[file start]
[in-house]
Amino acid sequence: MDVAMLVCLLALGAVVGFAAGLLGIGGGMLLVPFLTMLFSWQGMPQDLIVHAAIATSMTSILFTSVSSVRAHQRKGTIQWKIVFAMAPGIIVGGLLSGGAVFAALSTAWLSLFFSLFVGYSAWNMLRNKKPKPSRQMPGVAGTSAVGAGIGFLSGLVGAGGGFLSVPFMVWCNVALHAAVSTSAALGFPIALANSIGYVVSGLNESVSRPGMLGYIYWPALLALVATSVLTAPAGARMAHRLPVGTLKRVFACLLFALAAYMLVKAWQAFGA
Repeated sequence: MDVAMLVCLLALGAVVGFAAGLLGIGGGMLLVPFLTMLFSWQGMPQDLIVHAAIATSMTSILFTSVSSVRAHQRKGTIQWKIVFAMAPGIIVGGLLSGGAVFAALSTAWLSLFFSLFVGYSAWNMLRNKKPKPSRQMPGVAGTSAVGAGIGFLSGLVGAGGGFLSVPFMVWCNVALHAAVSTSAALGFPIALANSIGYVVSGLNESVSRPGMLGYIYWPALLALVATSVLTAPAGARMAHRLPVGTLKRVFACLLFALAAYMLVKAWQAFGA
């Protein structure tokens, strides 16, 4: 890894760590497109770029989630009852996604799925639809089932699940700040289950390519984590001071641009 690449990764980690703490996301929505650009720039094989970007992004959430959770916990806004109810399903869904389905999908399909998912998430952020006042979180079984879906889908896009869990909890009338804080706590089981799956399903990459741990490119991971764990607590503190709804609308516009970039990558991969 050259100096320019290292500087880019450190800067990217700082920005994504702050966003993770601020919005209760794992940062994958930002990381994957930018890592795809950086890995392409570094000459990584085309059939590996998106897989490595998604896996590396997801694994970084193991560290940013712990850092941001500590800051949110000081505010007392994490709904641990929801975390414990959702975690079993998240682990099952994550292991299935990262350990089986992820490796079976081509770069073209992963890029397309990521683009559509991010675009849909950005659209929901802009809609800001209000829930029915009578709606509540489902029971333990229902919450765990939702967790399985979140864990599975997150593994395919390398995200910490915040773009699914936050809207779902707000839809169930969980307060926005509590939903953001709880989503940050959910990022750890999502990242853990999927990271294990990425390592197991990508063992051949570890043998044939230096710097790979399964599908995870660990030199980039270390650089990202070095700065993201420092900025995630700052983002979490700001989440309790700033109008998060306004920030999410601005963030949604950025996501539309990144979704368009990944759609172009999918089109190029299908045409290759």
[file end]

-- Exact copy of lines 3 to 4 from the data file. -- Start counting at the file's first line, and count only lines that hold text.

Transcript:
Repeated sequence: MDVAMLVCLLALGAVVGFAAGLLGIGGGMLLVPFLTMLFSWQGMPQDLIVHAAIATSMTSILFTSVSSVRAHQRKGTIQWKIVFAMAPGIIVGGLLSGGAVFAALSTAWLSLFFSLFVGYSAWNMLRNKKPKPSRQMPGVAGTSAVGAGIGFLSGLVGAGGGFLSVPFMVWCNVALHAAVSTSAALGFPIALANSIGYVVSGLNESVSRPGMLGYIYWPALLALVATSVLTAPAGARMAHRLPVGTLKRVFACLLFALAAYMLVKAWQAFGA
């Protein structure tokens, strides 16, 4: 890894760590497109770029989630009852996604799925639809089932699940700040289950390519984590001071641009 690449990764980690703490996301929505650009720039094989970007992004959430959770916990806004109810399903869904389905999908399909998912998430952020006042979180079984879906889908896009869990909890009338804080706590089981799956399903990459741990490119991971764990607590503190709804609308516009970039990558991969 050259100096320019290292500087880019450190800067990217700082920005994504702050966003993770601020919005209760794992940062994958930002990381994957930018890592795809950086890995392409570094000459990584085309059939590996998106897989490595998604896996590396997801694994970084193991560290940013712990850092941001500590800051949110000081505010007392994490709904641990929801975390414990959702975690079993998240682990099952994550292991299935990262350990089986992820490796079976081509770069073209992963890029397309990521683009559509991010675009849909950005659209929901802009809609800001209000829930029915009578709606509540489902029971333990229902919450765990939702967790399985979140864990599975997150593994395919390398995200910490915040773009699914936050809207779902707000839809169930969980307060926005509590939903953001709880989503940050959910990022750890999502990242853990999927990271294990990425390592197991990508063992051949570890043998044939230096710097790979399964599908995870660990030199980039270390650089990202070095700065993201420092900025995630700052983002979490700001989440309790700033109008998060306004920030999410601005963030949604950025996501539309990144979704368009990944759609172009999918089109190029299908045409290759």